How to prioritise revision

how-to-prioritise-revision-fSo, you have five exams next week and haven’t started revising yet so how do you decide what to do first? Before you plan to stay up all night, every night before your exams and revise, I would suggest reading this blog post. While it is always better to revise in advance, here I will explain a simple system to help you to prioritise your revision if you need to.

Traffic light your work

Before you rush into trying to revise everything in no particular order, take a moment to traffic light your exams. Go through your exam specifications, or use the contents page of your book and mark everything you need to know for your exam as either red, orange, or green. Red is for things that you would have no idea about answering an exam question on, orange is for things that you might be able to answer a question on, and green is for things you would feel confident answering a question on. Once you have done this you will be able to see which areas are red, and therefore the most important.

When you are revising only focus on the specific areas that need work (ie. the red areas) and don’t get distracted by going over information you already know. If you have time you can then focus on other areas.

Think about the order of your exams

In addition to thinking about which areas need the most work, it might be sensible to revise for your first exam first. This way, that exam will be out of the way and you will have time to focus on other, later exams. That said, if you have more green areas in your first exam and your last exam has lots of red areas then you might be better to revise for your last exam instead.

Work out the weighting of your exams

If you have to choose between revising for an exam worth 15% and an exam worth 75% of your final mark, it would probably make sense to revise for the one with the highest weighting. You will be able to find out the weighting of your exams either from your school or university or from your exam board.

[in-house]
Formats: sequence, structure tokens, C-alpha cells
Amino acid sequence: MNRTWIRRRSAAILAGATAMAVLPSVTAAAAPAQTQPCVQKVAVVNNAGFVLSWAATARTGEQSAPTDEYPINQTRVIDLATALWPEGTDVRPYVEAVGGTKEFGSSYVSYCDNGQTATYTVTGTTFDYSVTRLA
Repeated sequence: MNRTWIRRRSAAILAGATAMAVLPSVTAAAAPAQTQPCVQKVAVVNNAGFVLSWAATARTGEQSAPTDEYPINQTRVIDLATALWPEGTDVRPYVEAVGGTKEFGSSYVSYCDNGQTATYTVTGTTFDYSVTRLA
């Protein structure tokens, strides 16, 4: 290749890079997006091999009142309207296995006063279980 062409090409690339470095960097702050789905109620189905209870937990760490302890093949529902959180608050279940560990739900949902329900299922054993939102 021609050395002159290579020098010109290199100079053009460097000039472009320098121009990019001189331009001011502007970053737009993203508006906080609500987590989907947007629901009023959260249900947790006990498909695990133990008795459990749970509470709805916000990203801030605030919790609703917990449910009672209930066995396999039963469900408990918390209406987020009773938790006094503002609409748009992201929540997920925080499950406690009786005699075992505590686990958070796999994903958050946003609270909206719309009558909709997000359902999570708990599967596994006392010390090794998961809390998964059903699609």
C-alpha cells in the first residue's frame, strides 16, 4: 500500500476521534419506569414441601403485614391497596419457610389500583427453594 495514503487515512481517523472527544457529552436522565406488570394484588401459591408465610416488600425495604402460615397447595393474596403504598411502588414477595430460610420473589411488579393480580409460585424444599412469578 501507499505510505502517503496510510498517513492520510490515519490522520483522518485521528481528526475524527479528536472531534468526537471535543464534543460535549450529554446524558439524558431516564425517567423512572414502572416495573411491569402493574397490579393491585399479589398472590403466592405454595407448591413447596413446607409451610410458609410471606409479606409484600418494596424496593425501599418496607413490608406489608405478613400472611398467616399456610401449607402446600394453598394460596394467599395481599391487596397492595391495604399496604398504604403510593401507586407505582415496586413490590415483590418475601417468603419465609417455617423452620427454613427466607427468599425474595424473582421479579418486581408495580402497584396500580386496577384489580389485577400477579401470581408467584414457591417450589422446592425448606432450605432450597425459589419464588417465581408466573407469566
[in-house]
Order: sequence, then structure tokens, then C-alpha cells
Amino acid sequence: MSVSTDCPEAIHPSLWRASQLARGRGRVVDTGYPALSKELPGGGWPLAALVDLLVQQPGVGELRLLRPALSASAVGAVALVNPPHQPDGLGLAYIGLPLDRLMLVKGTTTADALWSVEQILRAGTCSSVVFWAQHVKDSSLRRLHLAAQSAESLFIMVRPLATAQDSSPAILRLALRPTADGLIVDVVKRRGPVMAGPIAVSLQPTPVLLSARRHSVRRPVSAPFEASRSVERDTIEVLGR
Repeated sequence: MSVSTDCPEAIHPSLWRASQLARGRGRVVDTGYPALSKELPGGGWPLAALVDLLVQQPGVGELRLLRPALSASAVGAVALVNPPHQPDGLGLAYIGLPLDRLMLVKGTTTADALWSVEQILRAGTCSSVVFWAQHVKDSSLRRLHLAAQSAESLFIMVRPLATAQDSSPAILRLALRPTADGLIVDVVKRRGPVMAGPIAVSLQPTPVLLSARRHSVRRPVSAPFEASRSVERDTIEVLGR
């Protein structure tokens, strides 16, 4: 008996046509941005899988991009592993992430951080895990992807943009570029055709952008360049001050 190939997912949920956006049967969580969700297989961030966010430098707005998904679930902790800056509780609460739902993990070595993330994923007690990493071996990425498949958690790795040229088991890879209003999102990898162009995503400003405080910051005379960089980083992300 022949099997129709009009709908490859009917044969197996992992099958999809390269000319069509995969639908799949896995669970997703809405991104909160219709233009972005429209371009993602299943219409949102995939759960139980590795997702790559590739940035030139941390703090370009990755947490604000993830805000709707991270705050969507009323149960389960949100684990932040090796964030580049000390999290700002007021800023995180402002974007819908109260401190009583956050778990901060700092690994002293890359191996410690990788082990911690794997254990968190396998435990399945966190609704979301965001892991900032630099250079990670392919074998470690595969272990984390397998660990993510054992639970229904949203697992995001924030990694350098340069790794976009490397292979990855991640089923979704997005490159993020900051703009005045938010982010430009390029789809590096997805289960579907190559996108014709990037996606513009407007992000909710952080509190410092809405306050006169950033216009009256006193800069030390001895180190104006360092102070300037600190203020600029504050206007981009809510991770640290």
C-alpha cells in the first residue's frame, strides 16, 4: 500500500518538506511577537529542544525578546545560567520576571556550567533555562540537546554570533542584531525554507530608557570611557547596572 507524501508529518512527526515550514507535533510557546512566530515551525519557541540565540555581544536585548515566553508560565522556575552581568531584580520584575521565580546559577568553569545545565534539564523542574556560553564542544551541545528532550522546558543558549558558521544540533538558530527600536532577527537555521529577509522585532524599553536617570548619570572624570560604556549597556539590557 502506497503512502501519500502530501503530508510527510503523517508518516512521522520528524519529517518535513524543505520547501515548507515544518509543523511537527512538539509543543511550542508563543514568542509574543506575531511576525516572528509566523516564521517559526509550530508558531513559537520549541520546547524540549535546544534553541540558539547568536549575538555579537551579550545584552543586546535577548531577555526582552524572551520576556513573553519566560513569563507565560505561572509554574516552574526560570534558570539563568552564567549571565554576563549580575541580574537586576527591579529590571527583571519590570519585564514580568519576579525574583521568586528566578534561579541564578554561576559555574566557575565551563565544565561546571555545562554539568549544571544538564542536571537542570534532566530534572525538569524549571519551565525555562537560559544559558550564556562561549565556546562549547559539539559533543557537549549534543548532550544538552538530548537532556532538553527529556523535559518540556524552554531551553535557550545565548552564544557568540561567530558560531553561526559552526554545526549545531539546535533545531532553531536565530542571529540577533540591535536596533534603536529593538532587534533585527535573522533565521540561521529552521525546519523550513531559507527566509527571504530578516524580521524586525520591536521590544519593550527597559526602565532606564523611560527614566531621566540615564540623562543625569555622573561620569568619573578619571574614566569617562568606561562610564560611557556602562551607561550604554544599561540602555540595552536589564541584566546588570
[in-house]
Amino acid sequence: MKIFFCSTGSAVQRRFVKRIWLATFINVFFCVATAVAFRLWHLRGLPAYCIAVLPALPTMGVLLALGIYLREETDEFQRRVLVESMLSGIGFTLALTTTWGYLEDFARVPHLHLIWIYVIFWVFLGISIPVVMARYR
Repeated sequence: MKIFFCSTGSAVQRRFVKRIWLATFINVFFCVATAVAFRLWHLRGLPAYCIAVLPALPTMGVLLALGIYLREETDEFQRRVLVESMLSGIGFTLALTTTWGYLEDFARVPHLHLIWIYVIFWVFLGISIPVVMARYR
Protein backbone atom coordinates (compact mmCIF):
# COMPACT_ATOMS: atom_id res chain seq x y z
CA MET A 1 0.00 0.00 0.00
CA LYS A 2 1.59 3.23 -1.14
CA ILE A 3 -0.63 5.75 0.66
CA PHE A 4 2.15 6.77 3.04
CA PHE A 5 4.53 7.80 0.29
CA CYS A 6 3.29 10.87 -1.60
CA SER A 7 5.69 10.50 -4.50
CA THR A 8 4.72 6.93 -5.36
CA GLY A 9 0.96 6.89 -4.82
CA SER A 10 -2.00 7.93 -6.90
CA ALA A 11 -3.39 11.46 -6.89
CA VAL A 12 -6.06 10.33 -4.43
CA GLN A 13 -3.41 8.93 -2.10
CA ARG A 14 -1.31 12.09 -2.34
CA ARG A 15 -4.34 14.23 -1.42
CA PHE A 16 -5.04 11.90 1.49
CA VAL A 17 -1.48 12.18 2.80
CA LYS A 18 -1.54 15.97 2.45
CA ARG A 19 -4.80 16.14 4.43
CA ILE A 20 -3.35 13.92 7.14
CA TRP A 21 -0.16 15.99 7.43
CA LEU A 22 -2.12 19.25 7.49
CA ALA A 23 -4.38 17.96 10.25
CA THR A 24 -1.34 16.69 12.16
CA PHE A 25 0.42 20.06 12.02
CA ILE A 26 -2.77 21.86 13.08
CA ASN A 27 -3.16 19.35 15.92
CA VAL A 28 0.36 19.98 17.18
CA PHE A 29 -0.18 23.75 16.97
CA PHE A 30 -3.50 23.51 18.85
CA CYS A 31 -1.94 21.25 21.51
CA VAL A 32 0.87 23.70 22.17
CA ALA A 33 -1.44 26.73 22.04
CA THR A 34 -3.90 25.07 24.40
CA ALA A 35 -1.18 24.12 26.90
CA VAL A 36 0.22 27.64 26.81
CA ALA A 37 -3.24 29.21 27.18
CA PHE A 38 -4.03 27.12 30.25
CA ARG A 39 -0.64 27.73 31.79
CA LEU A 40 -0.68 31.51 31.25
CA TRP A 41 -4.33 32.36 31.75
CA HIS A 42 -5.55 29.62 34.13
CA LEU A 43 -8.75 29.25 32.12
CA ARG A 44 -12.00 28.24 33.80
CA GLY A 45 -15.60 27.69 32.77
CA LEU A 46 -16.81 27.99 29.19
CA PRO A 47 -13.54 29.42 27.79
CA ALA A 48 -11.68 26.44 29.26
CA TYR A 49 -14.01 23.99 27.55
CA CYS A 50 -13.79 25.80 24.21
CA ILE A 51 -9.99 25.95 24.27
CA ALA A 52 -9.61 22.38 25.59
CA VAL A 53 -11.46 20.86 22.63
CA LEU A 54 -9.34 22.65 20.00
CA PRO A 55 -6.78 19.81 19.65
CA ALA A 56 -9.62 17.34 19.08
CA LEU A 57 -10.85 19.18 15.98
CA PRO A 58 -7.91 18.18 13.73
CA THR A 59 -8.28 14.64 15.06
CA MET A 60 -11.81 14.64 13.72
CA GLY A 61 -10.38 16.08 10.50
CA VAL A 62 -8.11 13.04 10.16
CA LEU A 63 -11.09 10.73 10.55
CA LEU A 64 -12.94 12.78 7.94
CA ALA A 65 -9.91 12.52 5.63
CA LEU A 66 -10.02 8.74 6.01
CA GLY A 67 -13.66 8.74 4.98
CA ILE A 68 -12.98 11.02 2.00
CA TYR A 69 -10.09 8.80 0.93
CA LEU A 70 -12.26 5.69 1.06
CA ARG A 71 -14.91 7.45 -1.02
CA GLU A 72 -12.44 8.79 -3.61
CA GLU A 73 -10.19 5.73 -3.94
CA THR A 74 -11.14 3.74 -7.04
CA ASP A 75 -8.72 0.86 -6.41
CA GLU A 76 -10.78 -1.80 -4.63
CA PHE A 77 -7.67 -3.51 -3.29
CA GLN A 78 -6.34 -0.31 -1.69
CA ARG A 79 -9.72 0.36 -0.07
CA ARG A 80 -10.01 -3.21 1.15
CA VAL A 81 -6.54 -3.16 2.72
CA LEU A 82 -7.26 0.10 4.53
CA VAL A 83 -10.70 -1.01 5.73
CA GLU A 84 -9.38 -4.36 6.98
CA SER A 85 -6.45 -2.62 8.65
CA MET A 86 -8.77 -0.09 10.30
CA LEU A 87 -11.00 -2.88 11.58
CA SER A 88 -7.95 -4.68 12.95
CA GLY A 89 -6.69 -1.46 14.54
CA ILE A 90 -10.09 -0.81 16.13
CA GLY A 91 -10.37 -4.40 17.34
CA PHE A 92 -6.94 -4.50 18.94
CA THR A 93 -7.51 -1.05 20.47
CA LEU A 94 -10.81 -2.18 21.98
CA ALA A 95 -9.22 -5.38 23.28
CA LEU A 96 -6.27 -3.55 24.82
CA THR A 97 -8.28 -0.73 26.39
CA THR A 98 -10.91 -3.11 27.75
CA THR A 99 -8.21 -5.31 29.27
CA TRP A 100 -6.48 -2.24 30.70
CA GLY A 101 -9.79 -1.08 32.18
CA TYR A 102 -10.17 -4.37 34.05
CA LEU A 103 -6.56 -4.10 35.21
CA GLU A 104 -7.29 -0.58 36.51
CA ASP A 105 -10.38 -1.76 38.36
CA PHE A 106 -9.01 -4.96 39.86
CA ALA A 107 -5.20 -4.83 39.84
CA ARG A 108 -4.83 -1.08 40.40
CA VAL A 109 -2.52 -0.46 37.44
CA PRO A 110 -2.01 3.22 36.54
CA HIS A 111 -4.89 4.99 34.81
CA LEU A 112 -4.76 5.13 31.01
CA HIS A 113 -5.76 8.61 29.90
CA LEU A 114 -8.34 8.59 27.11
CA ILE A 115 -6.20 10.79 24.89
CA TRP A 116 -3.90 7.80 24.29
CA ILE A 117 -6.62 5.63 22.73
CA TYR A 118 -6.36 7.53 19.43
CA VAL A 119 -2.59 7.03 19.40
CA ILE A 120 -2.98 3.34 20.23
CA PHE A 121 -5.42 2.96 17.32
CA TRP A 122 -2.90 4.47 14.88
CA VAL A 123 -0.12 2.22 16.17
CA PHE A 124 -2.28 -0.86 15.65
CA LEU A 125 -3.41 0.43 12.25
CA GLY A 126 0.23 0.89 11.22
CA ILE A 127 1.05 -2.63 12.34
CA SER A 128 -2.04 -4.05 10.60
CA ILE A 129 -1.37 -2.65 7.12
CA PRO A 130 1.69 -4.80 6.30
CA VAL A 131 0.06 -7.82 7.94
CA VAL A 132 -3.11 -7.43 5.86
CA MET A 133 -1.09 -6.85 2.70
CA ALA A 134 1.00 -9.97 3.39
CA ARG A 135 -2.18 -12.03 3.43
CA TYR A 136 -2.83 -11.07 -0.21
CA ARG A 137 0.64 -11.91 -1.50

Stay calm

If you have loads to do in a short space of time it can be easy to get stressed and not give yourself any free time. While this probably isn’t a good time to decide to go away for a weekend and do no studying, you do need to give yourself breaks. Just a quick ten minute break every hour or so and making sure you get enough sleep will help you to stay calm so you can focus better when you are revising.

 

Leave a comment to let me know if this has helped you to prioritise your revision more effectively 🙂

Ellen Allsop

Hello! I'm Ellen Allsop, the creator of EAsy :)

You may also like...

1 Response

  1. December 1, 2016

    […] You need to make sure you divide each subject up into little pieces for this, so each colour has an individual piece of information attached to it, rather than a big topic. By doing this your revision can be more specific and more focused on the most important areas (which will stop you wasting time on things you already know). This is why using an exam syllabus can be better than using a contents page of a textbook as they tend to divide the information up well. Once you have done this you should have a clear idea of what your best and worst topics are so you can prioritise your revision. […]

Leave a Reply

Your email address will not be published. Required fields are marked *

10 Shares
Share4
Tweet
Pin6